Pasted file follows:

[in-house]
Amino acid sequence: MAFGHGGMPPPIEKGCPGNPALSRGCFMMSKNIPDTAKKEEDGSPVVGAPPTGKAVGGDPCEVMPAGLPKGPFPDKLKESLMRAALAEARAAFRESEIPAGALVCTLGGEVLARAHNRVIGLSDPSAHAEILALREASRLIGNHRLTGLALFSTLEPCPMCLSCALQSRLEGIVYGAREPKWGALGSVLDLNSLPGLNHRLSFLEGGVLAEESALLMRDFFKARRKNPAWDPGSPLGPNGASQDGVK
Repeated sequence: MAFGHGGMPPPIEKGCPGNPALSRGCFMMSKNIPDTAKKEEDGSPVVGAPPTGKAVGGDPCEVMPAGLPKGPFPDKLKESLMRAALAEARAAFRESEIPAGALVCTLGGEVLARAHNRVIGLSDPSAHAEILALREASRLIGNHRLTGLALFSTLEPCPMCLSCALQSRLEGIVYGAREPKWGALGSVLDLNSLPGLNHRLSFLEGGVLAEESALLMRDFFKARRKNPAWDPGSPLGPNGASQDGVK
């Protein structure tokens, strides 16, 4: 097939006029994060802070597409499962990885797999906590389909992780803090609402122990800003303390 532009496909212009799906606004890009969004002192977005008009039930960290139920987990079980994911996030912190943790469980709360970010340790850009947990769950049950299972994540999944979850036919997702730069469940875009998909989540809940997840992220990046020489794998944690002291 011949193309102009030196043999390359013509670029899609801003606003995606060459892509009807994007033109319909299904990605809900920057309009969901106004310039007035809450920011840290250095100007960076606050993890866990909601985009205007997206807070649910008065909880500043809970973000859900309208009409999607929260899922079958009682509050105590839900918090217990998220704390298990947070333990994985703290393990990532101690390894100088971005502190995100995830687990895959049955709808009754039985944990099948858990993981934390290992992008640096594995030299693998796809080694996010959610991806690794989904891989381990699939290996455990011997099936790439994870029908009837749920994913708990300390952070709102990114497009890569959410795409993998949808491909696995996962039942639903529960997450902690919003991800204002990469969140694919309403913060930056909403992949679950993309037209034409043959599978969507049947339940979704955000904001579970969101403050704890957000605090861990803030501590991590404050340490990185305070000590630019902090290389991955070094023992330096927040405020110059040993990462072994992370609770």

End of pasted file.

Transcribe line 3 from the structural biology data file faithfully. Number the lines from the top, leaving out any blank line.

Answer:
Repeated sequence: MAFGHGGMPPPIEKGCPGNPALSRGCFMMSKNIPDTAKKEEDGSPVVGAPPTGKAVGGDPCEVMPAGLPKGPFPDKLKESLMRAALAEARAAFRESEIPAGALVCTLGGEVLARAHNRVIGLSDPSAHAEILALREASRLIGNHRLTGLALFSTLEPCPMCLSCALQSRLEGIVYGAREPKWGALGSVLDLNSLPGLNHRLSFLEGGVLAEESALLMRDFFKARRKNPAWDPGSPLGPNGASQDGVK